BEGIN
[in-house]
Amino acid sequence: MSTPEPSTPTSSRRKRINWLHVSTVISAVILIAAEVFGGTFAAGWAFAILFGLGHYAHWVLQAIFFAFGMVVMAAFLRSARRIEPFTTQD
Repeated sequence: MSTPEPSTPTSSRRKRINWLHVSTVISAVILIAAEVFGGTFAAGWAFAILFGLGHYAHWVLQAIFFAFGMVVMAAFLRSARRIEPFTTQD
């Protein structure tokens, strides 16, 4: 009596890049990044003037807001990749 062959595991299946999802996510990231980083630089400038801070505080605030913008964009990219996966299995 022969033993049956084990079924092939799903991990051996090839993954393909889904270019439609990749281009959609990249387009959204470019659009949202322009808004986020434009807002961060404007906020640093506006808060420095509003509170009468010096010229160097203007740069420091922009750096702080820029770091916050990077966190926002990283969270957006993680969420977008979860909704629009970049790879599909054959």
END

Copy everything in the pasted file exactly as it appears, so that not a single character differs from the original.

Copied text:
[in-house]
Amino acid sequence: MSTPEPSTPTSSRRKRINWLHVSTVISAVILIAAEVFGGTFAAGWAFAILFGLGHYAHWVLQAIFFAFGMVVMAAFLRSARRIEPFTTQD
Repeated sequence: MSTPEPSTPTSSRRKRINWLHVSTVISAVILIAAEVFGGTFAAGWAFAILFGLGHYAHWVLQAIFFAFGMVVMAAFLRSARRIEPFTTQD
């Protein structure tokens, strides 16, 4: 009596890049990044003037807001990749 062959595991299946999802996510990231980083630089400038801070505080605030913008964009990219996966299995 022969033993049956084990079924092939799903991990051996090839993954393909889904270019439609990749281009959609990249387009959204470019659009949202322009808004986020434009807002961060404007906020640093506006808060420095509003509170009468010096010229160097203007740069420091922009750096702080820029770091916050990077966190926002990283969270957006993680969420977008979860909704629009970049790879599909054959």